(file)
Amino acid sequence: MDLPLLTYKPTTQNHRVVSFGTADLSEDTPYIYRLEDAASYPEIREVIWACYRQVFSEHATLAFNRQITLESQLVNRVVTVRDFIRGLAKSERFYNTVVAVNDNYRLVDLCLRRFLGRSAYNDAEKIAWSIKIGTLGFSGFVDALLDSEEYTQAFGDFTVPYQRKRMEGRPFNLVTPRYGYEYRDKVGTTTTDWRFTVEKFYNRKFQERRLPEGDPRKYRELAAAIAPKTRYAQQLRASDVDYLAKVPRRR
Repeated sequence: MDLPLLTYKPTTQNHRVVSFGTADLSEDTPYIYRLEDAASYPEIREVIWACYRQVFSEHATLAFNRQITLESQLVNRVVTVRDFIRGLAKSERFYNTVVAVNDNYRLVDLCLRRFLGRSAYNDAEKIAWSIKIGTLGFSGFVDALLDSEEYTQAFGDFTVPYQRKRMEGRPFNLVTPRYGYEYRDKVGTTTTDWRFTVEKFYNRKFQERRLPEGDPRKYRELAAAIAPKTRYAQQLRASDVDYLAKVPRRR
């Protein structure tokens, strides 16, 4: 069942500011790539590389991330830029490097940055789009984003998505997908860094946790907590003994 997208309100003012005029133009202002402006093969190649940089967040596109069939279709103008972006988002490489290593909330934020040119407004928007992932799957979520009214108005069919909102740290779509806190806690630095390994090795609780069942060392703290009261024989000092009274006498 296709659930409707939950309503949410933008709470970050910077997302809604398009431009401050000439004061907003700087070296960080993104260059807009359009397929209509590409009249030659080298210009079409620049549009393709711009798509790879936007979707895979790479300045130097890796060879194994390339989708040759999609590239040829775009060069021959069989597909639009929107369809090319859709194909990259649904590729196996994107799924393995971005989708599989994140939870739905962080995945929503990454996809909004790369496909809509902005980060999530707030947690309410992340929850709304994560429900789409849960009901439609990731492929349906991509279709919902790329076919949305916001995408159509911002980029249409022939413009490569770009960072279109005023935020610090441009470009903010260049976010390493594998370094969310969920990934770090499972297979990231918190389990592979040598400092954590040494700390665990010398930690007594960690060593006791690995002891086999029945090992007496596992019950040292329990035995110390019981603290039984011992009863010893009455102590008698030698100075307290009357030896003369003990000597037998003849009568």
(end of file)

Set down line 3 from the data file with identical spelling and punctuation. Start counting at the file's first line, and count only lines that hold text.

């Protein structure tokens, strides 16, 4: 069942500011790539590389991330830029490097940055789009984003998505997908860094946790907590003994 997208309100003012005029133009202002402006093969190649940089967040596109069939279709103008972006988002490489290593909330934020040119407004928007992932799957979520009214108005069919909102740290779509806190806690630095390994090795609780069942060392703290009261024989000092009274006498 296709659930409707939950309503949410933008709470970050910077997302809604398009431009401050000439004061907003700087070296960080993104260059807009359009397929209509590409009249030659080298210009079409620049549009393709711009798509790879936007979707895979790479300045130097890796060879194994390339989708040759999609590239040829775009060069021959069989597909639009929107369809090319859709194909990259649904590729196996994107799924393995971005989708599989994140939870739905962080995945929503990454996809909004790369496909809509902005980060999530707030947690309410992340929850709304994560429900789409849960009901439609990731492929349906991509279709919902790329076919949305916001995408159509911002980029249409022939413009490569770009960072279109005023935020610090441009470009903010260049976010390493594998370094969310969920990934770090499972297979990231918190389990592979040598400092954590040494700390665990010398930690007594960690060593006791690995002891086999029945090992007496596992019950040292329990035995110390019981603290039984011992009863010893009455102590008698030698100075307290009357030896003369003990000597037998003849009568």